2019 Arnow Conference on Appalachian Literature and Culture
Friday, April 5, 2019 & Saturday, April 6, 2019
The Arnow Conference for the Humanities was established at Somerset Community College to pay tribute to the literary contributions of Harriette Simpson Arnow, who grew up in Pulaski County, and whose work, both fiction and nonfiction, focuses on the rural Kentuckians she knew best. Each year, the conference brings together writers, scholars, academics, and others interested in literature and the arts for academic presentations and brief writing workshops to discuss and honor both the literature of Harriette Arnow and the writers and others whose own work she has inspired and informed. This year’s conference has been expanded to include all disciplines from the Humanities.
Harriette Arnow: Her inheritance and Her Legacy
by Sharon Whitehead
Theories abound concerning the ancestry and character of the early settlers in the Kentucky hills. They have been traced to Scottish chieftains, to English yeoman farmers, and indentured servants. They have been called hardy, self-reliant, and independent, as well as illiterate, uncouth, and undisciplined. Others attribute to these early hill people traits such as individualism and stoicism, but also traditionalism, fatalism, and religious fundamentalism.
Whatever their exact origin and character, the Kentucky hill people proved to be resilient. They managed to survive and flourish in virtual isolation for nearly a century, developing a culture in which utilitarian handcrafts, the ballad, the fiddle, and the recipe for home brew were features of everyday life. During the first half of the twentieth century, however, the outside world came to call in the form of land speculators, mining and lumber operators, road builders, missionary teachers, preachers, and the United States Government.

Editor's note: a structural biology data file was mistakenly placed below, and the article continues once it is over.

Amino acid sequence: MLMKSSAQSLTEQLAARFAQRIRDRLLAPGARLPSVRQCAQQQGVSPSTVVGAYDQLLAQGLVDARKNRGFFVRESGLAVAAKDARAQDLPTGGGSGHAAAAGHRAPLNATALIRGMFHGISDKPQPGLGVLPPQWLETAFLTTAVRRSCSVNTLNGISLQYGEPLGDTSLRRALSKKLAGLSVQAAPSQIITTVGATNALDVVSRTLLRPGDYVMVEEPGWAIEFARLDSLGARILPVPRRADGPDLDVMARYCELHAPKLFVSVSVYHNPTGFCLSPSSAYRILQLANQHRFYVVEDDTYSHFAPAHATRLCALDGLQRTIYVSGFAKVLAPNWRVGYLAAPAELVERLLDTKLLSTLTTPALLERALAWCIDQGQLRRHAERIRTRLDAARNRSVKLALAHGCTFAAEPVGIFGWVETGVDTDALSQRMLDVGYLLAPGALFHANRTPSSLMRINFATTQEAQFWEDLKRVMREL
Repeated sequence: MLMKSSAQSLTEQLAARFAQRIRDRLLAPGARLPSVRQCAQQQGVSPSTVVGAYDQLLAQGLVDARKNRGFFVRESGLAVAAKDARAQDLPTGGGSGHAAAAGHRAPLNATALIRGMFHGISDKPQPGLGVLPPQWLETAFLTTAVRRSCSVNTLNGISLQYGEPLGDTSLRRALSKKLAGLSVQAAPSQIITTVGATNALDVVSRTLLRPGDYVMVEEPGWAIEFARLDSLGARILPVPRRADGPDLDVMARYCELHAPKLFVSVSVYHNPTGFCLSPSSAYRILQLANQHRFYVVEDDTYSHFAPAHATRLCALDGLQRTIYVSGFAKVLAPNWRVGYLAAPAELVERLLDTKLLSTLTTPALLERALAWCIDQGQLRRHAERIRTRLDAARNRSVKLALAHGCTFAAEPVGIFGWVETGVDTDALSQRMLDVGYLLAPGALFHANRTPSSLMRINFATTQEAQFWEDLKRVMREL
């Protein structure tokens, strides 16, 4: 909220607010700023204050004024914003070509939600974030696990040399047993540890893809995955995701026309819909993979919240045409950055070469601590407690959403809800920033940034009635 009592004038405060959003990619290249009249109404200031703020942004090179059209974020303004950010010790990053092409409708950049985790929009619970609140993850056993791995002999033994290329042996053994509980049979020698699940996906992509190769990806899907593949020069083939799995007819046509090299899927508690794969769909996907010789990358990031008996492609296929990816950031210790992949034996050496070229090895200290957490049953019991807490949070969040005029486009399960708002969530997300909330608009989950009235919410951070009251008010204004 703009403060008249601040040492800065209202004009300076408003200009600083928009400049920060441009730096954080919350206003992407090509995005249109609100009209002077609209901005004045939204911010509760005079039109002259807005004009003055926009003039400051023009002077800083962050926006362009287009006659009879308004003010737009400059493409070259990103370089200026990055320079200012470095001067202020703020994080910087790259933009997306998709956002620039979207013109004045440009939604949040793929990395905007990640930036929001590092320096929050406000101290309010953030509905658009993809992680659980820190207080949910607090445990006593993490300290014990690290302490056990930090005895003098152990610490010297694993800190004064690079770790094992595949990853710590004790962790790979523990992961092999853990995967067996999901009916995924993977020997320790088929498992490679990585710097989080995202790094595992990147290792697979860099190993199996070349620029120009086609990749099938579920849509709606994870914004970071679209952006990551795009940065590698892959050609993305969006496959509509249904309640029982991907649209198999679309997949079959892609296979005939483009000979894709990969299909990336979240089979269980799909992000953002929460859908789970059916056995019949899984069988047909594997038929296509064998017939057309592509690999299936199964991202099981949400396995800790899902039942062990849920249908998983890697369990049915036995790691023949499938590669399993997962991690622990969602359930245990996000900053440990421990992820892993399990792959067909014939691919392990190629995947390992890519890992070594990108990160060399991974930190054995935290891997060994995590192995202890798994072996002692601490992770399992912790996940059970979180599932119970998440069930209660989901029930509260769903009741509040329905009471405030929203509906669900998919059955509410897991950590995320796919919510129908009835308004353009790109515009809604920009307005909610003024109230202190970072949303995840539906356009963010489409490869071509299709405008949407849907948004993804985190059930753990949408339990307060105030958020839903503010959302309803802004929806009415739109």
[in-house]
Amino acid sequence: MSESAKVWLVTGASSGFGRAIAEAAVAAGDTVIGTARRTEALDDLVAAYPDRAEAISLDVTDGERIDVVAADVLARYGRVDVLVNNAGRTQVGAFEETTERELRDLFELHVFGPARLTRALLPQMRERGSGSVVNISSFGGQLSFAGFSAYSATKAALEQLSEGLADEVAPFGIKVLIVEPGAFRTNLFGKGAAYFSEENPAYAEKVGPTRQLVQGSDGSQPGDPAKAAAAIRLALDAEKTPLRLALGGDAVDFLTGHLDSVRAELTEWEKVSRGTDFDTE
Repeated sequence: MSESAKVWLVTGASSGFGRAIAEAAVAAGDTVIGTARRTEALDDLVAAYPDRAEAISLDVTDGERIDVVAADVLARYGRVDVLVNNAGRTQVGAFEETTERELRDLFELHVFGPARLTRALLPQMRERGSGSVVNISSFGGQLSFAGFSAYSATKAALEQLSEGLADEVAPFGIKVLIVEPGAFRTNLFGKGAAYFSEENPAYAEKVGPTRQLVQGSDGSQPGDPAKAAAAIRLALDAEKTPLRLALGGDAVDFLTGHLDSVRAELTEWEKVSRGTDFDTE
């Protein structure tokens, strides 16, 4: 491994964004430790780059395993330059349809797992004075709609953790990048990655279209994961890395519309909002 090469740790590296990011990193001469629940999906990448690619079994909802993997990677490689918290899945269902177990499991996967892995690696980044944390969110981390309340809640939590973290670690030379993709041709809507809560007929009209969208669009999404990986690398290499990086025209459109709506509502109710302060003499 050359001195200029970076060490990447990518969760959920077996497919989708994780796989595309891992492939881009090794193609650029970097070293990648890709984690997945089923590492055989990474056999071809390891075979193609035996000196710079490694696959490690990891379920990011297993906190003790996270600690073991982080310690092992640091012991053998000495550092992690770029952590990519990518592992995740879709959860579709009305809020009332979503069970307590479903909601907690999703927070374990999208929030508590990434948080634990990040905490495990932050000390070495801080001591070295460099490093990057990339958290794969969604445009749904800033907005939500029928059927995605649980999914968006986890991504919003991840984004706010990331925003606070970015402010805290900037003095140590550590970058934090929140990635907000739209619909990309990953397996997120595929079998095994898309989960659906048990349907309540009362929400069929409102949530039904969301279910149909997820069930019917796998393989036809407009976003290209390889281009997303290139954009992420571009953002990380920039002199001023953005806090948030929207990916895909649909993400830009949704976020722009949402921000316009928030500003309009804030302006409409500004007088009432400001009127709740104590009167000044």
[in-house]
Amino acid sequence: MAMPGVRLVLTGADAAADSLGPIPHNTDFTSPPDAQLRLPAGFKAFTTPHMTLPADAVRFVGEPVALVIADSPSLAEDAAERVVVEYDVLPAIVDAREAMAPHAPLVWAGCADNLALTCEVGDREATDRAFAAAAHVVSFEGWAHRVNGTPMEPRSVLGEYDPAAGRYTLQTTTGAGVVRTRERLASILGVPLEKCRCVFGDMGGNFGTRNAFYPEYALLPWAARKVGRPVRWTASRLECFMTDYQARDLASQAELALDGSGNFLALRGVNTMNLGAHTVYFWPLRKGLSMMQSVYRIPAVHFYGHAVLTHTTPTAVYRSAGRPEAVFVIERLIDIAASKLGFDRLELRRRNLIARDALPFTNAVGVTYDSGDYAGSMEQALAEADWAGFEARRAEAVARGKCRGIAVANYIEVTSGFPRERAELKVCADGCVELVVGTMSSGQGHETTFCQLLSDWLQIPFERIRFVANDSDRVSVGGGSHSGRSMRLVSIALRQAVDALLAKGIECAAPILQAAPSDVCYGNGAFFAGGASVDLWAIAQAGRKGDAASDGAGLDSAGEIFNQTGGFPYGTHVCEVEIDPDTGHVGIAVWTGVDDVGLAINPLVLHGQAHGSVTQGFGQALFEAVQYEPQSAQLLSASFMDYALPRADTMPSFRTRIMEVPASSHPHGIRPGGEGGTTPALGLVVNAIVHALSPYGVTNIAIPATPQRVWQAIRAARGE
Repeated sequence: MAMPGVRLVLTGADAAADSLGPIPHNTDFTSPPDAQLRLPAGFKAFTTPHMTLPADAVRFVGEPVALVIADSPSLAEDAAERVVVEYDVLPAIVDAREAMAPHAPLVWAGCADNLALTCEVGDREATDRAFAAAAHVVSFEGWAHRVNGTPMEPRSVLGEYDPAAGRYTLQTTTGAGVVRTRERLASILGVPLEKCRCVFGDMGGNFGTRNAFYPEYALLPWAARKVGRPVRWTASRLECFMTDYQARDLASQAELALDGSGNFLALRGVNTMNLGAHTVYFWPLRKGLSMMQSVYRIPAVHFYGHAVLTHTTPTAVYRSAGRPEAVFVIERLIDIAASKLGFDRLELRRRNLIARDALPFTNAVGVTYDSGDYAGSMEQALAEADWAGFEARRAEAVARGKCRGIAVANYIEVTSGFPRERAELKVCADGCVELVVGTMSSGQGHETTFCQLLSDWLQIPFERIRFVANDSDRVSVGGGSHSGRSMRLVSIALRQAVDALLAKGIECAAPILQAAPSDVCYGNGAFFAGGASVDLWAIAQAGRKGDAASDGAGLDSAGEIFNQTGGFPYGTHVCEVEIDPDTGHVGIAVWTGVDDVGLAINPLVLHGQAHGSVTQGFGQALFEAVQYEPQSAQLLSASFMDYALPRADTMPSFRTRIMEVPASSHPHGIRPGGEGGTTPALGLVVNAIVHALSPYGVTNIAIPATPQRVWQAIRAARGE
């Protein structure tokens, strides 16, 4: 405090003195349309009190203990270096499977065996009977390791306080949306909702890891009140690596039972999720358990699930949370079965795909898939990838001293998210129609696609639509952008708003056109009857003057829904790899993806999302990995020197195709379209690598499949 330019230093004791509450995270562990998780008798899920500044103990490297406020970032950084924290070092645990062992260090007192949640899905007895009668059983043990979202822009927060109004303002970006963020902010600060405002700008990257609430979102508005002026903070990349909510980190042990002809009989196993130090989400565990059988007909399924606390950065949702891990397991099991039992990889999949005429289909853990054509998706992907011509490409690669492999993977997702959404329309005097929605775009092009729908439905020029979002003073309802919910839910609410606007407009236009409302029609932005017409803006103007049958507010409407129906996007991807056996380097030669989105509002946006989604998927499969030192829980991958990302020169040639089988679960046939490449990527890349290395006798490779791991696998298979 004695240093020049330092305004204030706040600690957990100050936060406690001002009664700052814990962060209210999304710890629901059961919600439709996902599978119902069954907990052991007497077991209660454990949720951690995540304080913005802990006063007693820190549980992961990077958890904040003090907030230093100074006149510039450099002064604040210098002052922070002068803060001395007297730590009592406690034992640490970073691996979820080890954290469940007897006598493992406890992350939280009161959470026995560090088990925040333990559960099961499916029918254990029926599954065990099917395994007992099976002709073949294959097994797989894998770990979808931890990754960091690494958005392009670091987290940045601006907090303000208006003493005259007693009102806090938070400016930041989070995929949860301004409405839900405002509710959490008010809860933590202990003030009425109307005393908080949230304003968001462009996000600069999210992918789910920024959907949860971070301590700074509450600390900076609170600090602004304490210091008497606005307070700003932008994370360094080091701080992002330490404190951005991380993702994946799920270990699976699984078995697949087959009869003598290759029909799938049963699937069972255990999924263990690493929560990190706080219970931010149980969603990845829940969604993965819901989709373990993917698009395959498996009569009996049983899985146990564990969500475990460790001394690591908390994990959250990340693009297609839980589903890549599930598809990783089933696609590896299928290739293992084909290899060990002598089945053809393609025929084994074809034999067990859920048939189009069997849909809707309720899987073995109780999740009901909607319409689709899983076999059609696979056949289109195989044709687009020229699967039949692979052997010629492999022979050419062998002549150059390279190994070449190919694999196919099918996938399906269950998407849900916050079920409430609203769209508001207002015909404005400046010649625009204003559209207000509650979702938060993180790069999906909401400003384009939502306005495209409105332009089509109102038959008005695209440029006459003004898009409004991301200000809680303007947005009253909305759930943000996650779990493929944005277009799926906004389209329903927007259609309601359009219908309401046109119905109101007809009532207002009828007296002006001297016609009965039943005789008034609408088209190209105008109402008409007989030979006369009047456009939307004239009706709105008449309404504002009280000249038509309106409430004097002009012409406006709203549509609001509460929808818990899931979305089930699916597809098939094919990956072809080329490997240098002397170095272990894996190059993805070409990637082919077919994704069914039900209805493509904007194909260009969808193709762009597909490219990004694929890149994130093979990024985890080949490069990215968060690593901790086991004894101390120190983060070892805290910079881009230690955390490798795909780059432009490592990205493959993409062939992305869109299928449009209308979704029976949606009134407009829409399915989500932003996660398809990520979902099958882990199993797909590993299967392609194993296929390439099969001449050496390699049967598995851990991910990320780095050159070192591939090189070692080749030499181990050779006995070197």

Harriette Simpson Arnow, born in Wayne County, Kentucky, and raised in Burnside, wrote about the Kentucky hill people as they experienced unprecedented social and economic change in their region from the 1920s through the 1940s. Through a number of short stories and the trilogy of novels for which she is best known, Mountain Path (1936), Hunter’s Horn (1949), and The Dollmaker (1954), Arnow viewed the transformation of hill society through compelling female characters.
This tribute to Arnow’s heritage and legacy begins with a quote from Mountain Path. Arnow’s novel is written from the perspective of a young teacher from Lexington who moves into the Cavecreek community of Somerset County, Kentucky. Louisa Sheridan is intensely curious about human behavior in general and about the folkways of the people among whom she lives and works. Louisa captures the essence of hill society in the following astute observation: “She sat and listened to the music and watched the people in the room—the women sitting quiet in the shadow and the men in the full glow of the lamplight and firelight” (311). While this novel is the earliest of the three novels in a trilogy, it has the same impetus as Hunter’s Horn and The Dollmaker. That impetus is to bring the hill women out of the shadows and to highlight their complexity of character, their genius as well as their ignorance and fatalism, and the extent of their limitations as well as their power.